Architectural Record BE - Building Enclosure

Five Manhattan West | New York | REX

Bright Shiny Object: A Brutalist building is reinvented as prime office space with a glossy new skin.
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Architectural Record
By Josephine Minutillo
Continuing Education

Learning Objectives - After this course, you should be able to:

  1. Indicate the reasons the design team of Five Manhattan West opted to employ a pleated facade.
  2. Identify the type of curtain wall system used in the reskinning of Five Manhattan West.
  3. Describe the advantages of using a “spreader bar” system for installing the new curtain wall.
  4. Debate the pros and cons of reskinning buildings from the Brutalist and Postmodern eras in glass.


AAA 1 Structured Learning Hour
AANB 1 Hour of Core Learning
AAPEI 1 Structured Learning Hour
SAA 1 Hour of Core Learning
MAA 1 Structured Learning Hour
NSAA 1 Hour of Core Learning
OAA 1 Learning Hour
NLAA 1 Hour of Core Learning
NWTAA 1 Structured Learning Hour
This course can be self-reported to the AIBC, as per their CE Guidelines.

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Even before it was built, plans for the Westyard Distribution Center in Manhattan were heralded, with a December 18, 1966, New York Times headline reading “Project Combats Lure of Suburbs.” The article referred to the 15-story building’s more than 32 acres of rentable space, spanning 220 feet like a bridge over Penn Station’s active rail lines, as “an urban rebuttal to arguments for landscaped suburban warehouses.” Upon completion in 1969, the concrete-clad, ziggurat-like design, by Davis Brody & Associates (now Davis Brody Bond) was generally well received, a rare Brutalist structure to instantly garner praise. At the time, RECORD called it “a confident giant standing astride a broad valley.” The magazine pointed out that “a planned 65/35 percent industrial facilities/offices ratio was almost directly reversed, as tenants, taken with the building’s appearance, sought to have more of their offices housed in it” (RECORD, May 1970).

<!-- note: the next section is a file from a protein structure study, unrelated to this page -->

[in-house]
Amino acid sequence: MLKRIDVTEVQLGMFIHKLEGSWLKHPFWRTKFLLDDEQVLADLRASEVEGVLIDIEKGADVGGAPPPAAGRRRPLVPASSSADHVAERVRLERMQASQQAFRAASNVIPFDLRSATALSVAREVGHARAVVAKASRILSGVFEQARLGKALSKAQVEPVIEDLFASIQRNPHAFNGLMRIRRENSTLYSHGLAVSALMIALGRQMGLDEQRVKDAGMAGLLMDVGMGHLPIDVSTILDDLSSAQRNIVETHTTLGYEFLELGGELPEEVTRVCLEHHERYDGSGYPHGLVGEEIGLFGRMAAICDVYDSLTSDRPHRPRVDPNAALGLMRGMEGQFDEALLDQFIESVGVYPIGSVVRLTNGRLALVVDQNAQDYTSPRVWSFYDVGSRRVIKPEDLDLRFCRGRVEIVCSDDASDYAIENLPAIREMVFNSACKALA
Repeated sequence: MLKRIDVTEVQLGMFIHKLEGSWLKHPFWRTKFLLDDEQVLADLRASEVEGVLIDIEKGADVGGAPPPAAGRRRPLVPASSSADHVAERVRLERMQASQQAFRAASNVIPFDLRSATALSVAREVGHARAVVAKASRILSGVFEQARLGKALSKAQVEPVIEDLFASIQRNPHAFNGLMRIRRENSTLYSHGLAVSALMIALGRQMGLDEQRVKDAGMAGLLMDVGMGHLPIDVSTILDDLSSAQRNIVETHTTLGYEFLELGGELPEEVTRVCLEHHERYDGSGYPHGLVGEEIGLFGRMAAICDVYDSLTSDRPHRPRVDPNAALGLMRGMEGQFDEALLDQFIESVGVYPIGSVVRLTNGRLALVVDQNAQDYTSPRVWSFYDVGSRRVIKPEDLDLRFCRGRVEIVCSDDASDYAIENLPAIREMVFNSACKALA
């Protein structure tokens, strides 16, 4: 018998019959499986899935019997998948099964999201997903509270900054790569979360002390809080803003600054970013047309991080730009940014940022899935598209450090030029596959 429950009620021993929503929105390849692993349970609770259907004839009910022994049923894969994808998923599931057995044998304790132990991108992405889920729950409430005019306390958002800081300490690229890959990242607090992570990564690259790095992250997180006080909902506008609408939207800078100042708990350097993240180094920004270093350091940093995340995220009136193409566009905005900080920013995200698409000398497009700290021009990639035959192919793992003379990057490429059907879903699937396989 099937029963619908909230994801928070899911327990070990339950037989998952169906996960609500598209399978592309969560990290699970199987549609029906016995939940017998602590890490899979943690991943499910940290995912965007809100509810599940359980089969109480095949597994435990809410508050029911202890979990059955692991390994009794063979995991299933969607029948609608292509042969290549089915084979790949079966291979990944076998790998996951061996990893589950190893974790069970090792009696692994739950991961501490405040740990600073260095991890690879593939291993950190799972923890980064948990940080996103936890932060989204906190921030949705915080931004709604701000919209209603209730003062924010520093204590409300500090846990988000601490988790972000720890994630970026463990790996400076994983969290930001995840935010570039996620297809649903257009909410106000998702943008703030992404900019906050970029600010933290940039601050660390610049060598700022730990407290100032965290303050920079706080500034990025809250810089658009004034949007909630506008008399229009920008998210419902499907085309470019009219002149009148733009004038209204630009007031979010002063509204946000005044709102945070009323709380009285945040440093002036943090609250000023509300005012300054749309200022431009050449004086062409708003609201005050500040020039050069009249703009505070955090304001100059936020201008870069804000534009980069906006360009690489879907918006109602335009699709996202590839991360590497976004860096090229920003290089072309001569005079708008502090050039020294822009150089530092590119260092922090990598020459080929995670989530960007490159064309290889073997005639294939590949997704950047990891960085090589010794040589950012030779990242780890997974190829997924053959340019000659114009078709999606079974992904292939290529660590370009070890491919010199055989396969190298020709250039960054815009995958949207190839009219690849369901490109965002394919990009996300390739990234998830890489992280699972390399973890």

Original concrete building of Westyard Distribution Center in Manhattan

reskinned structure after transformation of Westyard Distribution Center in Manhattan


The reskinned structure (bottom) represents a dramatic transformation from the original concrete building (top, shown in 1969).

In the nearly 50 years since it opened, both the building, also known as 450 West 33rd, and its neighborhood have changed dramatically. During the 1980s, the facade’s precast-concrete infill panels—into which the windows were integrated—were sheathed in brown-colored metal siding, and the remaining concrete painted beige. The once handsome pile turned into a giant eyesore in what became a bleak part of town. (When the building was planned, then mayor John Lindsay optimistically called West Chelsea the “southern counterpart to Lincoln Center.”)